every now and then, I like to cover some technology gadgets here, especially when I’m genuinely delighted with them. for instance, a while back, I wrote about the Bose QC 35 wireless headphones (and how I stubbornly resisted them for so long, despite spending countless days flying - thanks, Gaweł!). as you’re well aware, I frequently delve into topics related to FreeBSD, along with some of our very own Cisco products and technologies ;)
however, the reason behind this post stems from the realization that, once we’re able to resume our travels, us technology geeks just can’t resist bringing our favorite gadgets along. sure, carrying a backpack might not seem very “executive,” but if you know me even a little, you’re aware of how little I care about titles or appearances. what’s more important is that I’ve always valued physical work. so, after enduring endless hours of meetings, presentations, and conquering the world through spreadsheets, I relish the opportunity to immerse myself in some good old-fashioned “hacking,” be it small-scale or on a grander scale.
you wear your backpack daily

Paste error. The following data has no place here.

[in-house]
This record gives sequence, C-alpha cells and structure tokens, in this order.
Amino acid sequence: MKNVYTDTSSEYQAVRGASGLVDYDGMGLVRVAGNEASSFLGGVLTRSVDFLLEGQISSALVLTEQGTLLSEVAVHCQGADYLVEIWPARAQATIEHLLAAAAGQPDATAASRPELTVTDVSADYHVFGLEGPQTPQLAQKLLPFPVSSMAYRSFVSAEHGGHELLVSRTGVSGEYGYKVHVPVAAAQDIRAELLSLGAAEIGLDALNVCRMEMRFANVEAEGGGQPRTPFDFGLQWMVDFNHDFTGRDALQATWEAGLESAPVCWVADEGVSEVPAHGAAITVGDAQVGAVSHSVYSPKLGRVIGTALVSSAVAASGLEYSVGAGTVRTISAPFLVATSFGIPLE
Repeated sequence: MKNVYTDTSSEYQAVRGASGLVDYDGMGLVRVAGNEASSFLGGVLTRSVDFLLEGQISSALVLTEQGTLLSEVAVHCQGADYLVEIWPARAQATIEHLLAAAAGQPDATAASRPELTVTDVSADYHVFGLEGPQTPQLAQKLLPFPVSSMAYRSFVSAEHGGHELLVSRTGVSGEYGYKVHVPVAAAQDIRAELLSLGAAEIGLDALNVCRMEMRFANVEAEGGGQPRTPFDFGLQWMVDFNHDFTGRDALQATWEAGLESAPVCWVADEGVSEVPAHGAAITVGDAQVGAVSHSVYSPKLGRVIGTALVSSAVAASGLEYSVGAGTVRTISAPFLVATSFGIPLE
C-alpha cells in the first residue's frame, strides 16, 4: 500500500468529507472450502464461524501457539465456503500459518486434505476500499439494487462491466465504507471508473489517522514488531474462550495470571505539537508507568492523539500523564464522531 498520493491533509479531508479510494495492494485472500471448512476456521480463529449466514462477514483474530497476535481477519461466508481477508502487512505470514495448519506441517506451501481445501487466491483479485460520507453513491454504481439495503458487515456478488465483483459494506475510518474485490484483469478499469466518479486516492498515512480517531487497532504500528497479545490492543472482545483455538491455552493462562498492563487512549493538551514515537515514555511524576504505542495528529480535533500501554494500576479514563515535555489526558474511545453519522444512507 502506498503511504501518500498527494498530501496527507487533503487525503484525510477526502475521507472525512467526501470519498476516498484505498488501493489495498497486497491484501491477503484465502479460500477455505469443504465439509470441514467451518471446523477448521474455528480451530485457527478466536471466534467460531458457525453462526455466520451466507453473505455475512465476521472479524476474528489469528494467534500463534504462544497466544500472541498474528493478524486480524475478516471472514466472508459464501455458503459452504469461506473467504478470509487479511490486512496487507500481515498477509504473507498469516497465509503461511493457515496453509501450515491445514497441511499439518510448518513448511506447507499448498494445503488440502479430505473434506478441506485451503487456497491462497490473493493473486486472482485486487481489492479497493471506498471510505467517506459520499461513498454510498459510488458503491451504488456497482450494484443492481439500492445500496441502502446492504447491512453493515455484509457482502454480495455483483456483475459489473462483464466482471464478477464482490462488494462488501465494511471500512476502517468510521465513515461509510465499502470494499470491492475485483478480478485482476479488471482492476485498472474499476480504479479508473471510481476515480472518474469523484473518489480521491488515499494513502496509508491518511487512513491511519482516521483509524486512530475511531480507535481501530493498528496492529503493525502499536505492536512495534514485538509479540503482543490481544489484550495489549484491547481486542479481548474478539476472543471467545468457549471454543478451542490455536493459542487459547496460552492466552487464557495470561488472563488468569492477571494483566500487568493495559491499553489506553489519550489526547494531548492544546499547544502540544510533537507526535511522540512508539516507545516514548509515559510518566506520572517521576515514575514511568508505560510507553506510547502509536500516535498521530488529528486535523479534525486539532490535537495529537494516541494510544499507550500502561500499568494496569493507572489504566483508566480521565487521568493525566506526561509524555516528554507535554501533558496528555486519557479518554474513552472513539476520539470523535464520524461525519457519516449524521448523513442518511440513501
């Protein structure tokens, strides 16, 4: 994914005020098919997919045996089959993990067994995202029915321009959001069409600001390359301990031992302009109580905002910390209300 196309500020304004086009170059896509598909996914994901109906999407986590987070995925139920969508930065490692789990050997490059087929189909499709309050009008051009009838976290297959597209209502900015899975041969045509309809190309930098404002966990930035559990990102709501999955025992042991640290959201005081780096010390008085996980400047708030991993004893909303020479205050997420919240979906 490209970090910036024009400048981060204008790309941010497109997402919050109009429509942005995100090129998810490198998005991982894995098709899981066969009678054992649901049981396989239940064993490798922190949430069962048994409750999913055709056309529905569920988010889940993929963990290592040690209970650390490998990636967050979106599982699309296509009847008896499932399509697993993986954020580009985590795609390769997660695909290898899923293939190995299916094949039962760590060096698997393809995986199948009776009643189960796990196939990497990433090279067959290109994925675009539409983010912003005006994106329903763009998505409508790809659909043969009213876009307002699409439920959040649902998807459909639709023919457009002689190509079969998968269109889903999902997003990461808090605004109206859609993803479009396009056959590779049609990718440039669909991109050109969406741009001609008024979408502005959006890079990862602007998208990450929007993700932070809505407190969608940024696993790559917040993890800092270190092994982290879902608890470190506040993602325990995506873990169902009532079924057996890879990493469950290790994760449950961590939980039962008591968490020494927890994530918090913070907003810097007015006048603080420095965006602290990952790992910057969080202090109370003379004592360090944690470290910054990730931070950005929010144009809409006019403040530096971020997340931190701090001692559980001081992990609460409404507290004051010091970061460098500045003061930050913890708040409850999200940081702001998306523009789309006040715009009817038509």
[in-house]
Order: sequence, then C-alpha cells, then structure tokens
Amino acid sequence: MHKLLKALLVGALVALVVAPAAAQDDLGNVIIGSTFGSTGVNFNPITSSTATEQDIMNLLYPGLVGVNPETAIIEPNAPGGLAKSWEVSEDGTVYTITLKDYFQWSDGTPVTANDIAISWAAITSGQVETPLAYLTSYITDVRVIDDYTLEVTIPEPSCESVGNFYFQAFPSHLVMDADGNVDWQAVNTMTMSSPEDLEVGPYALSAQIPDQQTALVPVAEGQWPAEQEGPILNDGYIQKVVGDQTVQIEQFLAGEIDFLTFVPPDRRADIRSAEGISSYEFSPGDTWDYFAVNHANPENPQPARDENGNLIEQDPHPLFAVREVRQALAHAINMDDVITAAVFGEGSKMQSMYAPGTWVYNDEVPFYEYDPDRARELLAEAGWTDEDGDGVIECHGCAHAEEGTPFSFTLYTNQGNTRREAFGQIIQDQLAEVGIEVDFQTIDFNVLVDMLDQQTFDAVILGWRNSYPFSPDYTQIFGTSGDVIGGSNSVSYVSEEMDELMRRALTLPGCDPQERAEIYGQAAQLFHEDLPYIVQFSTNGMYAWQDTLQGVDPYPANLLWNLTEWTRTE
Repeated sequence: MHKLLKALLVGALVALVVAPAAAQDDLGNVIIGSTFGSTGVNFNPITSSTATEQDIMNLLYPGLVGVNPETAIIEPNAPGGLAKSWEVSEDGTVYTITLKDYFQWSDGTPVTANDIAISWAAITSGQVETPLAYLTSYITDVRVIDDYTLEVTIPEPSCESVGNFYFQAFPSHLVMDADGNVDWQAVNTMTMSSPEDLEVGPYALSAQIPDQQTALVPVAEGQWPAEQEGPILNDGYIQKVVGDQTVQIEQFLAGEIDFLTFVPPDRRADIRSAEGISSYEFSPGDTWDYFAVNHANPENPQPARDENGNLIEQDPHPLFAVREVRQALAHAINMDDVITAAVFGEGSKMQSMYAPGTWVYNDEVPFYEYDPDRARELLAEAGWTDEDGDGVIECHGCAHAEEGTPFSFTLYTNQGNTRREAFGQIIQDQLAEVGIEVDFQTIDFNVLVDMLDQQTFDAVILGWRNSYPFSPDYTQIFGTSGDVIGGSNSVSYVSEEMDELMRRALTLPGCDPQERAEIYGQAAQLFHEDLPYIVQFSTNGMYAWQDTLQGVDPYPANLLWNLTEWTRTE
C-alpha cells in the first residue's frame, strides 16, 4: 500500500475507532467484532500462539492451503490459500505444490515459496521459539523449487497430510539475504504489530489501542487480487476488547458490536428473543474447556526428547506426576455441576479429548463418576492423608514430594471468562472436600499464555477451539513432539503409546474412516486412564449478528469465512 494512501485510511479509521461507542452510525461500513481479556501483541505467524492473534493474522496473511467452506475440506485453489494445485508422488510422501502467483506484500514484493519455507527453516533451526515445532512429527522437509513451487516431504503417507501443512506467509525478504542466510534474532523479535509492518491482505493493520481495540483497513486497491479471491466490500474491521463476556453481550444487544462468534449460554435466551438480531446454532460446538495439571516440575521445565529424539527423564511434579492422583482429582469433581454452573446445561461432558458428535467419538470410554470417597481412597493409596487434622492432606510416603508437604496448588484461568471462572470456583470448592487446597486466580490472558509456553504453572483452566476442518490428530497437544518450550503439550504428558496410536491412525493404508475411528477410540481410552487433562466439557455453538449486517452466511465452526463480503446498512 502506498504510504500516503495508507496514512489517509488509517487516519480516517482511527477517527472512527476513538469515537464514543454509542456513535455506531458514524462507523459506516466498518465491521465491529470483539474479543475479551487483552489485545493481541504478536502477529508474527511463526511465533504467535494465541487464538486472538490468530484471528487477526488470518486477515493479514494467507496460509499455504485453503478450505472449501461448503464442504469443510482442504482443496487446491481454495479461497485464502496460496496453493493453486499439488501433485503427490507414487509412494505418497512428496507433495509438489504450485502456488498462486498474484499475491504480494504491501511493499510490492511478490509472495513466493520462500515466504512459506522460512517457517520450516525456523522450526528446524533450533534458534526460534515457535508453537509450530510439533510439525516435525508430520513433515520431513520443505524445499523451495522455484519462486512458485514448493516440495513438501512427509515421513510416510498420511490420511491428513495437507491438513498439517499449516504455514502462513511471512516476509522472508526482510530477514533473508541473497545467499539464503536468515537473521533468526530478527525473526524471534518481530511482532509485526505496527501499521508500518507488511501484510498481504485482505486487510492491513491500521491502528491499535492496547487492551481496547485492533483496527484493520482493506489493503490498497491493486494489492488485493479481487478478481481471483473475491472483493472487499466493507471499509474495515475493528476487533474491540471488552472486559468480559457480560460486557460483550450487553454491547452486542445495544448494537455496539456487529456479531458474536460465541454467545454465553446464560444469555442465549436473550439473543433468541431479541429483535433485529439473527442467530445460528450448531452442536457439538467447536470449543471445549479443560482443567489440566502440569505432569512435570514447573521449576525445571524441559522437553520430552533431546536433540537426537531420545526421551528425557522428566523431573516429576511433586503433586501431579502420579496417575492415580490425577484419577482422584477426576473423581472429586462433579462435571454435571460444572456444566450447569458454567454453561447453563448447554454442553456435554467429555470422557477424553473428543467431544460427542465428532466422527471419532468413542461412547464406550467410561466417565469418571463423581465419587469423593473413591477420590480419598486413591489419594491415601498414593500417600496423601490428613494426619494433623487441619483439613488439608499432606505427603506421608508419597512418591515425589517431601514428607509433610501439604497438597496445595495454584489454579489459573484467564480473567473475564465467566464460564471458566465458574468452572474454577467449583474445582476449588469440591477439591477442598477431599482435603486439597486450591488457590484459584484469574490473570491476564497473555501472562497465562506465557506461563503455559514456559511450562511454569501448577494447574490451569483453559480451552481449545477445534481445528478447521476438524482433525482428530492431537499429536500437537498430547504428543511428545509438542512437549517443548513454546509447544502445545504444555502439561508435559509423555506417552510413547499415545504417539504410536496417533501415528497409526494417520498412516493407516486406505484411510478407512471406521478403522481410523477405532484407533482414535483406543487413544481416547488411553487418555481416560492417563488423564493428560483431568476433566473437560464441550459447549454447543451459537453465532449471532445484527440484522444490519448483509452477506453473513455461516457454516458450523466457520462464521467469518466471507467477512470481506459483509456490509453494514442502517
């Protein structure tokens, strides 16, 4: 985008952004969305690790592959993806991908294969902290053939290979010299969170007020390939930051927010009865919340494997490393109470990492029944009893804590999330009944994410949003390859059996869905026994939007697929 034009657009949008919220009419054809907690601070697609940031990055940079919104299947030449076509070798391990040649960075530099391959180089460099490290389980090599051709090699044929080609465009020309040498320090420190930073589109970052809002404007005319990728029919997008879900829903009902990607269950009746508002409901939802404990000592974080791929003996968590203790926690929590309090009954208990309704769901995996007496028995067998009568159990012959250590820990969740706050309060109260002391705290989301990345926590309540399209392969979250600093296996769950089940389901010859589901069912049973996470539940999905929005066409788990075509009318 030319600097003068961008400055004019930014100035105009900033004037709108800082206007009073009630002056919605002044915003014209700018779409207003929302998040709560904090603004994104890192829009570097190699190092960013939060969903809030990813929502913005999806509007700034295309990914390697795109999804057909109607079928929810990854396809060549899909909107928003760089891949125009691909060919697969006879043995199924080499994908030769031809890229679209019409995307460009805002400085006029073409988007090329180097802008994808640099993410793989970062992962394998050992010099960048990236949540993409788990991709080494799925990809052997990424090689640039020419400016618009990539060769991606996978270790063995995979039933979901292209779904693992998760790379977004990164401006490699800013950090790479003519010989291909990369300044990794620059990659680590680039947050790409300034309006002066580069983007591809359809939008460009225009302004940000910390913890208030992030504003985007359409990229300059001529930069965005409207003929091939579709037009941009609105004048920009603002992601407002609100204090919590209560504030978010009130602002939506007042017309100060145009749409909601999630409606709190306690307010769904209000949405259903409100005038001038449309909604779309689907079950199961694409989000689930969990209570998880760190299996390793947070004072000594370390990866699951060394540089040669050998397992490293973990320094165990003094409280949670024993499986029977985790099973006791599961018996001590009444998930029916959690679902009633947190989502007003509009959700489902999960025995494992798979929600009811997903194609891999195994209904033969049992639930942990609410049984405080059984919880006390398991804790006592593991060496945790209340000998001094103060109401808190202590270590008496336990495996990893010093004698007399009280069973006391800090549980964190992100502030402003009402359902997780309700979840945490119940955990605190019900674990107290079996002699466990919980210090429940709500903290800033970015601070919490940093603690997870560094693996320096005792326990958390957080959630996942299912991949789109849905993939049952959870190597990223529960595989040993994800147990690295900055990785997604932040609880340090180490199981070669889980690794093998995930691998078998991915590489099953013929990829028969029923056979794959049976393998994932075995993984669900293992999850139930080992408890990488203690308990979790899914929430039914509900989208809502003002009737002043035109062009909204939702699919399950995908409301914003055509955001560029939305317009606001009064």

over the years, I’ve had the pleasure of using some excellent backpacks made by the Swiss company Wenger. I can’t complain about them at all—they not only look great but are often sought after as swag adorned with various vendor names and logos. unfortunately, as I discovered over time, they tended to wear out after a year or two, particularly in two critical areas—the bottom and the upper handle. the frayed fabric strands were far from aesthetically pleasing, even for someone like me who isn’t overly concerned with physical appearances.
during one of my trips to the US, I made the decision to invest in a backpack that came highly recommended on numerous travel forums. the backpack was from Tom Bihn, a company founded by Tom, a pilot whose frustration with the options available on the market led him to create durable backpacks and bags. Since shipping to Europe was exorbitant, I took the opportunity while in the US to order the backpack and have it delivered to my hotel room. the photo accompanying this post was actually taken in that very hotel room, capturing my backpack in its pristine state, just a couple of hours after its purchase. It’s called the Brain Bag, and you can find a review video of it here and here.
what geek has in his backpack?
I’m the type of person who likes to be prepared and not rely on others to get the job done. with 21 years of traveling all around the world and engaging in various activities, including speaking at conferences, I’ve gained some “wisdom”. not to mention the time spent in different colocation facilities.